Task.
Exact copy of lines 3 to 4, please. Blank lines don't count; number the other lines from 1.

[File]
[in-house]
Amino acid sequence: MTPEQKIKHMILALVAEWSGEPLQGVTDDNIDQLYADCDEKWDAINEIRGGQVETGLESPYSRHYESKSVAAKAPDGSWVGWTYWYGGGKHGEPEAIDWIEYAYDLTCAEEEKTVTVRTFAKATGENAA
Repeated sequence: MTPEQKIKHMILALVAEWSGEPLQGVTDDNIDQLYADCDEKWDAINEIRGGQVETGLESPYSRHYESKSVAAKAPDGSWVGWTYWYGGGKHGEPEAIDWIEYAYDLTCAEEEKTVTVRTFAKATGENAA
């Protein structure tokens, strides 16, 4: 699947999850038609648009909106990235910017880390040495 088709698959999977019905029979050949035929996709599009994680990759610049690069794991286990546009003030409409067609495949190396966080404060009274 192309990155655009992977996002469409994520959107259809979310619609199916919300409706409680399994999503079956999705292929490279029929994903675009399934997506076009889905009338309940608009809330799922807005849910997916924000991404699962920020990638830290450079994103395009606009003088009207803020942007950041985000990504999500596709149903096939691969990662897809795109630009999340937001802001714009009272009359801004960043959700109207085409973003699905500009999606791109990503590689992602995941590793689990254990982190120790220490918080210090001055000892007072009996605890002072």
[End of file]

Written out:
Repeated sequence: MTPEQKIKHMILALVAEWSGEPLQGVTDDNIDQLYADCDEKWDAINEIRGGQVETGLESPYSRHYESKSVAAKAPDGSWVGWTYWYGGGKHGEPEAIDWIEYAYDLTCAEEEKTVTVRTFAKATGENAA
């Protein structure tokens, strides 16, 4: 699947999850038609648009909106990235910017880390040495 088709698959999977019905029979050949035929996709599009994680990759610049690069794991286990546009003030409409067609495949190396966080404060009274 192309990155655009992977996002469409994520959107259809979310619609199916919300409706409680399994999503079956999705292929490279029929994903675009399934997506076009889905009338309940608009809330799922807005849910997916924000991404699962920020990638830290450079994103395009606009003088009207803020942007950041985000990504999500596709149903096939691969990662897809795109630009999340937001802001714009009272009359801004960043959700109207085409973003699905500009999606791109990503590689992602995941590793689990254990982190120790220490918080210090001055000892007072009996605890002072």